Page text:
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Historian Antonio J. Doxtator to share the history of Milwaukee’s Native Americans

“American Indians In Milwaukee” will be the July 11 lecture at the North Point Lighthouse and Museum.

Author and historian Antonio J. Doxtator will present a fascinating look at the people, places, and events that have contributed to the history of American Indians In Milwaukee.

Milwaukee is an Algonquin word meaning “the Good Land,” and Wisconsin’s 11 American Indian tribes have long-lived and gathered here, contributing to its name and identity.

From the Red Power Movement of the 1970s that sparked a resurgence of local American Indian culture and pride, American Indians continue to contribute to the growth and success of Milwaukee. From nationally recognized innovations in American Indian education, health, entertainment, and cultural representation to the Indian Community School, Gerald L. Ignace Indian Health Clinic, Potawatomi Hotel & Casino and Indian Summer Festival, American Indians are still here and thriving.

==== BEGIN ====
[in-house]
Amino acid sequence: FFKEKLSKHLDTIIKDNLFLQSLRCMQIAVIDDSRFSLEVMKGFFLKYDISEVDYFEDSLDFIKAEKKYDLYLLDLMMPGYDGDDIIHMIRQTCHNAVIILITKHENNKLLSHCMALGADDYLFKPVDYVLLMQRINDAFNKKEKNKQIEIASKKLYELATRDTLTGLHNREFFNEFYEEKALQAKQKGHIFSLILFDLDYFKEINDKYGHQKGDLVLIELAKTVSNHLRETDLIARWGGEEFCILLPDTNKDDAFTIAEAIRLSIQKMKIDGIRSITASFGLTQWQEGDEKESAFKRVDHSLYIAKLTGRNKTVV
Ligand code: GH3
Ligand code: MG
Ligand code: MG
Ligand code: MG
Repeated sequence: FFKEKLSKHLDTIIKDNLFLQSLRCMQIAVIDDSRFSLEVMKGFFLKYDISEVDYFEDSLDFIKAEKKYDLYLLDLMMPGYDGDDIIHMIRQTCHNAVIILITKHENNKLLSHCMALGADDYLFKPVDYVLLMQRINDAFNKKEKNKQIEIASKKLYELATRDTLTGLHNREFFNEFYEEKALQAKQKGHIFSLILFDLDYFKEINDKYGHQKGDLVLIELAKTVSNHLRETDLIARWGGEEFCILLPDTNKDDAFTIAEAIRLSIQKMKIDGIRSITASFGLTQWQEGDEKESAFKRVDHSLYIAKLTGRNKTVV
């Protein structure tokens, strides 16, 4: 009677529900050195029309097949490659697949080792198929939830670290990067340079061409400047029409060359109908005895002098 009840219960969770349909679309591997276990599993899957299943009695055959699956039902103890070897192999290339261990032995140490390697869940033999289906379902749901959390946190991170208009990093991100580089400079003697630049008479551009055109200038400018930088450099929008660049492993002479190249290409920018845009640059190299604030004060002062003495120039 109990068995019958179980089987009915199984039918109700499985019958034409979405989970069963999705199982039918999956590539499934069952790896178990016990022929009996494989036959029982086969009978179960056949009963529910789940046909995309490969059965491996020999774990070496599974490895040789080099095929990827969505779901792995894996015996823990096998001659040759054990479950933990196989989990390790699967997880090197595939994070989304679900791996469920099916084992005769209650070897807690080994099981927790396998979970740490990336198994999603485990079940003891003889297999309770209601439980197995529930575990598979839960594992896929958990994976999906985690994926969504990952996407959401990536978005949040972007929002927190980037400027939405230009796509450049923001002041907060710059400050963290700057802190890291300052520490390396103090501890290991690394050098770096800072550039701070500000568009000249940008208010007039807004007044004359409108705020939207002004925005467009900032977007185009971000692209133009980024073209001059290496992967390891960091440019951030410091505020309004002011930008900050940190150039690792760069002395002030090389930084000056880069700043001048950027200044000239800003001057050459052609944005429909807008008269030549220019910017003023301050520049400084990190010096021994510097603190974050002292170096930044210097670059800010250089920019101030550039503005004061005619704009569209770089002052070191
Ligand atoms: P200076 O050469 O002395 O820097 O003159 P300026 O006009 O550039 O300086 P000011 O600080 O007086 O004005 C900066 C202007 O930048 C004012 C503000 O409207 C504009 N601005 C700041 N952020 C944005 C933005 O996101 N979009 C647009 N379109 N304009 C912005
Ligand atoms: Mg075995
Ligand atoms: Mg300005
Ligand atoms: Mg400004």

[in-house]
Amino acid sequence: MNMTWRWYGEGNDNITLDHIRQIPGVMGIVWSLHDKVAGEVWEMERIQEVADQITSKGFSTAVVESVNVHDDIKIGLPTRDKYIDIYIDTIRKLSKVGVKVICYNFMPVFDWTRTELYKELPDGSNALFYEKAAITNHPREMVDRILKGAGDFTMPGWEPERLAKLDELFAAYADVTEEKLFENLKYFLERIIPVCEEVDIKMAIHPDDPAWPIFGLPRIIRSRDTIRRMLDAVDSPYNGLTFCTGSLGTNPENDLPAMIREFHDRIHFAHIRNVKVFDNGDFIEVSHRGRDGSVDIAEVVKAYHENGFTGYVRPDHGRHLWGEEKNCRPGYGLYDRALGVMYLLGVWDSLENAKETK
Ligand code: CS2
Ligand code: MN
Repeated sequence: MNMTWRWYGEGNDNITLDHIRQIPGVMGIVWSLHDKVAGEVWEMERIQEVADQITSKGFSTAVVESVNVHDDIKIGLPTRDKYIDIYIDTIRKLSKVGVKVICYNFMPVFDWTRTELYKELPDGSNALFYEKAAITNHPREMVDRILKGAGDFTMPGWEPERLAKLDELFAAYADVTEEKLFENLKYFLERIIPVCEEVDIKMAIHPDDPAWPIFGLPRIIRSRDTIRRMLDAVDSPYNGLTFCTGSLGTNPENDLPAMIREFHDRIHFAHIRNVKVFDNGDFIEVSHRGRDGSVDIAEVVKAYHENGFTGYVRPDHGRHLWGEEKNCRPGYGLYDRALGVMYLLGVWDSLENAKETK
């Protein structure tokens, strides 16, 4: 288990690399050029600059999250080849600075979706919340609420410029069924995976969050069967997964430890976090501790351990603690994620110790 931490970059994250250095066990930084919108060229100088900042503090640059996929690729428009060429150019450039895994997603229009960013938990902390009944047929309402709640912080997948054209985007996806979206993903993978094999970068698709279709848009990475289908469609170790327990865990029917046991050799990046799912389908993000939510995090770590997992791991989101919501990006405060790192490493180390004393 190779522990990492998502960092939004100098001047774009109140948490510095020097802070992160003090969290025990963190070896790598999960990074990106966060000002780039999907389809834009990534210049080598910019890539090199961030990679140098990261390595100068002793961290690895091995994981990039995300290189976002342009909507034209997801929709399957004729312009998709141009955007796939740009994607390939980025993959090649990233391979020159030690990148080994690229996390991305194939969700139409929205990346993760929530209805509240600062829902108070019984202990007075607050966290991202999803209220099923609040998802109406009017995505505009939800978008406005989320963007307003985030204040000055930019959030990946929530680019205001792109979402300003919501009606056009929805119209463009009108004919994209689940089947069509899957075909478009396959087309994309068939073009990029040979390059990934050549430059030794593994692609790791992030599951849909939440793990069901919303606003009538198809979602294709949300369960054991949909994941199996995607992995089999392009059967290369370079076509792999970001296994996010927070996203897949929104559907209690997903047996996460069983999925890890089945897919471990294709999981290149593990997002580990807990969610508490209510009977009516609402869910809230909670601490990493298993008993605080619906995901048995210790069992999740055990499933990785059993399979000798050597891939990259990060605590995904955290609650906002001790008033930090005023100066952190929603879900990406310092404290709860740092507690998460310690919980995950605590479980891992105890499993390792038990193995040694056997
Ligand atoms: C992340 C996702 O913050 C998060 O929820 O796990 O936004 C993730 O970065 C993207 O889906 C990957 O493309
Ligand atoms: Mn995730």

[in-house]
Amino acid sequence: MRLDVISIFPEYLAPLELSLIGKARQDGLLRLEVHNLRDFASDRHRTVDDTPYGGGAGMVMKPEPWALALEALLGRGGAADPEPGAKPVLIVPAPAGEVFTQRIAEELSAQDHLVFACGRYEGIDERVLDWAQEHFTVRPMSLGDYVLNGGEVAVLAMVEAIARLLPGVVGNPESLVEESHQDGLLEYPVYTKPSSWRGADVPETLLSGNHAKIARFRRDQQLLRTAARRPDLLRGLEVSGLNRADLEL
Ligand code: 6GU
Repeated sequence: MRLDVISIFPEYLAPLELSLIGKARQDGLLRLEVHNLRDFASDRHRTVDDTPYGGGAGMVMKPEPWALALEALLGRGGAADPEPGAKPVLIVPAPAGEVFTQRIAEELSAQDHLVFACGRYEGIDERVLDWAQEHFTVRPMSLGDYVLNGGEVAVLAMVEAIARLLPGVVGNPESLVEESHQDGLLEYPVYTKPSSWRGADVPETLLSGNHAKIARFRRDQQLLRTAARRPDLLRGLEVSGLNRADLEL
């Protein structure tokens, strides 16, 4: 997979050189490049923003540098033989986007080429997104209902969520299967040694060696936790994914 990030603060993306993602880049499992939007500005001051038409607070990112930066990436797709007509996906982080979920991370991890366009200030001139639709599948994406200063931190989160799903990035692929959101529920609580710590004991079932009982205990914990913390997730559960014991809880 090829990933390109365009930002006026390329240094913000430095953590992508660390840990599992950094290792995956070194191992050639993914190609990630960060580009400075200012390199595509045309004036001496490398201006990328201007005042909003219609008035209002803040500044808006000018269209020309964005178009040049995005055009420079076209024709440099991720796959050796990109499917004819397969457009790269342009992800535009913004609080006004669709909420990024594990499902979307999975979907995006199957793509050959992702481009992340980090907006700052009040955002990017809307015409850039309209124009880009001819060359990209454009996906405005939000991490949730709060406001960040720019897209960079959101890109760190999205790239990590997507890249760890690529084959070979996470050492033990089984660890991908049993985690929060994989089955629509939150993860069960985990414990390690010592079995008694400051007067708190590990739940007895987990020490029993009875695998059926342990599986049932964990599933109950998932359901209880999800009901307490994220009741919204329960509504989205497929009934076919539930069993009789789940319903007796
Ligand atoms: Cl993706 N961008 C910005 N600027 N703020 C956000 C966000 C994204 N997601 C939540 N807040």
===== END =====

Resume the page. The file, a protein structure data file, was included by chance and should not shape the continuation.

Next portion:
Doxtator is an enrolled member of the Oneida Nation of Wisconsin, and was born and raised in the City of Milwaukee. He has worked in the American Indian community since 1996 and has lived and worked on the Oneida Reservations in Wisconsin and New York, in social services, education and youth support. He is currently publishing his second book on the Doxtator-Oneida history going back to 1700, and a student in UWM’s M.S. program in Cultural Foundations of Community Education and Engagement.

Featured speakers for the remaining 2018 lecture series includes Tom Bamberger’s “Artistic and Architectural Milwaukee” on August 8, Kevin Abing’s “A Crowded Hour, MKE & Great War 1917” on September 12, “The Milwaukee County Zoo” on October 10 by Darlene Winter and Elizabeth Frank, and Paul Geenen’s “Milwaukee’s Bronzeville” on November 14.

The “Lectures at the Lighthouse” series runs from January through November and presents prominent historians, authors and scholars who discuss various topics and fascinating stories related to Milwaukee and Great Lakes maritime history. Lectures are open to the public and held at the lighthouse museum located at 2650 N. Wahl Avenue in Milwaukee’s historic Lake Park.

North Point Lighthouse Friends, Inc.

Antonio J. Doxtator

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